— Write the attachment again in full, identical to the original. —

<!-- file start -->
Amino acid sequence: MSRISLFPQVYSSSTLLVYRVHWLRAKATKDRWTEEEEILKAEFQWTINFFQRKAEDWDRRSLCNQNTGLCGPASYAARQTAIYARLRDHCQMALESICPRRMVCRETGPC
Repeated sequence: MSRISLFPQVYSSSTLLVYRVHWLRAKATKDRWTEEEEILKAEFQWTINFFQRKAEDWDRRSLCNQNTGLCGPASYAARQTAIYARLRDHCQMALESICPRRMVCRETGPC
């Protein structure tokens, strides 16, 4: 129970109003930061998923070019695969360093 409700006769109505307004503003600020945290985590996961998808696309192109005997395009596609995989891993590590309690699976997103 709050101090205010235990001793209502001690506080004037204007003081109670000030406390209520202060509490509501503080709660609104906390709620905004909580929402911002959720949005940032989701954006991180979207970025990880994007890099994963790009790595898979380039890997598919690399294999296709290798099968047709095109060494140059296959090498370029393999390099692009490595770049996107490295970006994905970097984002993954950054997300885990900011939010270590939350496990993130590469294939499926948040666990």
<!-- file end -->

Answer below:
Amino acid sequence: MSRISLFPQVYSSSTLLVYRVHWLRAKATKDRWTEEEEILKAEFQWTINFFQRKAEDWDRRSLCNQNTGLCGPASYAARQTAIYARLRDHCQMALESICPRRMVCRETGPC
Repeated sequence: MSRISLFPQVYSSSTLLVYRVHWLRAKATKDRWTEEEEILKAEFQWTINFFQRKAEDWDRRSLCNQNTGLCGPASYAARQTAIYARLRDHCQMALESICPRRMVCRETGPC
């Protein structure tokens, strides 16, 4: 129970109003930061998923070019695969360093 409700006769109505307004503003600020945290985590996961998808696309192109005997395009596609995989891993590590309690699976997103 709050101090205010235990001793209502001690506080004037204007003081109670000030406390209520202060509490509501503080709660609104906390709620905004909580929402911002959720949005940032989701954006991180979207970025990880994007890099994963790009790595898979380039890997598919690399294999296709290798099968047709095109060494140059296959090498370029393999390099692009490595770049996107490295970006994905970097984002993954950054997300885990900011939010270590939350496990993130590469294939499926948040666990």